When they were gone Sugden resumed: "You seem to me to be two people, Betts," he said; just now you seemed to me to be scheming about an utterly ignoble matter; and then immediately after you came out most nobly."

"I am two people," said Betts. I was bred a share and stockjobber, and shall die one, and at times I try to be a Christian and a gentleman, like Algy Silcote, my son-in-law. Think it out for yourself."

66 Well, I will. But about Anne. Is there anything like dishonour?"

"Utter dishonour, I fear, and utter ruin. She has gone off with a low Italian Austrian. A young Roman. Let us say no more about it."

"How did you hear it?"

thurm. He is a great liar, but he dare not lie to me. He has made the Continent too hot for him generally, by universal political rascality, and must get back to England. He would not dare to lie to me. He has feathered his nest here pretty well, for I made four thousand pounds over his last telegram from Vercelli, in which he told me that the Austrian right was fairly turned, and that the Austrian army would not face the French rifled ordnance. I am afraid that the poor girl is lost."

"I am deeply sorry for this," said Sugden.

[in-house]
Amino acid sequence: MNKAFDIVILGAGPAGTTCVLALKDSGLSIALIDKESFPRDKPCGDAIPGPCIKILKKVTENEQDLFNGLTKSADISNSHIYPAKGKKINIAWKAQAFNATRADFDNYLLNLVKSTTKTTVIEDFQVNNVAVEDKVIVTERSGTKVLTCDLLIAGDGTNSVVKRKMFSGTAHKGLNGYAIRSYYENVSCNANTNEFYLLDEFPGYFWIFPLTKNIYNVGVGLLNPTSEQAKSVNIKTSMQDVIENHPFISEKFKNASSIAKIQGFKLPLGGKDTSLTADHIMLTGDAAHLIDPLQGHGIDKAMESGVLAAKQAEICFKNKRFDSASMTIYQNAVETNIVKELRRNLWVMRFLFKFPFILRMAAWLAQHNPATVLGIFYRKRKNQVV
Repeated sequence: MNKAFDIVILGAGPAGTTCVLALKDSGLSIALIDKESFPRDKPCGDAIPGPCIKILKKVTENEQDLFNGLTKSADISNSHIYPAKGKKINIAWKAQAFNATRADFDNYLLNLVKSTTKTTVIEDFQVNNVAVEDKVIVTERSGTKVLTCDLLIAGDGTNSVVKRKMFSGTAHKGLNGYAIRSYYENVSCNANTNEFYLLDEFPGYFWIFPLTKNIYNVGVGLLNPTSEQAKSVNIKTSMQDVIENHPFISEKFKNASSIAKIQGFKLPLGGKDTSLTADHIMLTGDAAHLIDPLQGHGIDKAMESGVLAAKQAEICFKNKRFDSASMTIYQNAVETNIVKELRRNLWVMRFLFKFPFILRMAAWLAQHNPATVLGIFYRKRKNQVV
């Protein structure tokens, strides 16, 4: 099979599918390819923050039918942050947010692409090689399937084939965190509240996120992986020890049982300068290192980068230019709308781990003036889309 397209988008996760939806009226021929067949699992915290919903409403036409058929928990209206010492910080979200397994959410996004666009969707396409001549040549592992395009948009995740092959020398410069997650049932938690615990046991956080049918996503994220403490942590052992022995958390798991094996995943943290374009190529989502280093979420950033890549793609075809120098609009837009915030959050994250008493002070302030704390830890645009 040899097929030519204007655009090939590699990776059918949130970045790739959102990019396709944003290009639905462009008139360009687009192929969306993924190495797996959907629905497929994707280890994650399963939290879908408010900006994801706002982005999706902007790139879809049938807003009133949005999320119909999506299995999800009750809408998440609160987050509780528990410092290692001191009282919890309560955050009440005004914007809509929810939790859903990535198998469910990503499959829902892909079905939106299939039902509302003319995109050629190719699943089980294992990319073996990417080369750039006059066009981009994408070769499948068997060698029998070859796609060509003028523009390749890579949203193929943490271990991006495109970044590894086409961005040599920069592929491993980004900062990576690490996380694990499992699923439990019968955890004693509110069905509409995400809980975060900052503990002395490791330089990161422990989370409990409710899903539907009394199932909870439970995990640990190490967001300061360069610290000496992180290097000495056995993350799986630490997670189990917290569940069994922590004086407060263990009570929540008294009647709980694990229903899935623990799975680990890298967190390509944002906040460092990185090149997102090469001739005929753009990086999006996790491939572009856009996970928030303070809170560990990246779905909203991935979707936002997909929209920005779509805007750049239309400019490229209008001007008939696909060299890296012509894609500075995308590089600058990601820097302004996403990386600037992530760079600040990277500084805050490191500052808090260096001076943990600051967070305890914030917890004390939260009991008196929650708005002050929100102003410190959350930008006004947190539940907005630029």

"So am I," said Betts.

"You say he is a noble Roman?" said Sugden.

"And a great scoundrel," said Betts. "Why, he is an employé of Kriegsthurm's."

"When Italy is free," said Sugden, "he might make a good match for her."

"You have a good imagination," said Betts, "but he is a great scoundrel. Here is Dora."

Here was Dora. "Well, you two people," she said, "what treason you been talking that you should have banished the servants? If you have done talking treason, I should suggest that they were recalled. If we are to take possession of grandpa's house without the slightest reason, I think we might make use of his servants."

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"From a friend of mine, Kriegs- added Dora.

"They are at peace," said Mr. Sugden; "they won't hurt. I wish that Anne was as well off as they."

Do you believe this about Anne?" said Dora,

"Of course I do."

"I don't," said Dora, emphatically; "not one single word of it."

"You cannot quite help it, I fear," said he.

"I can help it perfectly well," said Dora. "The whole story is a very clumsy falsehood. I tell you that it is the very last thing which Anne would do. And I know something which I could tell you, if I chose; but I don't choose-yes, I do-no, I don't. Look at me, and I shall make up my mind."

Sugden turned his handsome brown face, as calm as a Memnon, as gentle and simple as a child, on hers. She looked at it for a moment, and made up her mind.

"Yes, I do choose. I can tell you what I never could tell Grandpa Betts. You are a gentleman, and he, though the best of men, is not. See here: Anne has done something very foolish indeed, I do not doubt; but it has been all done for spite, and nothing more."

"Spite against whom?"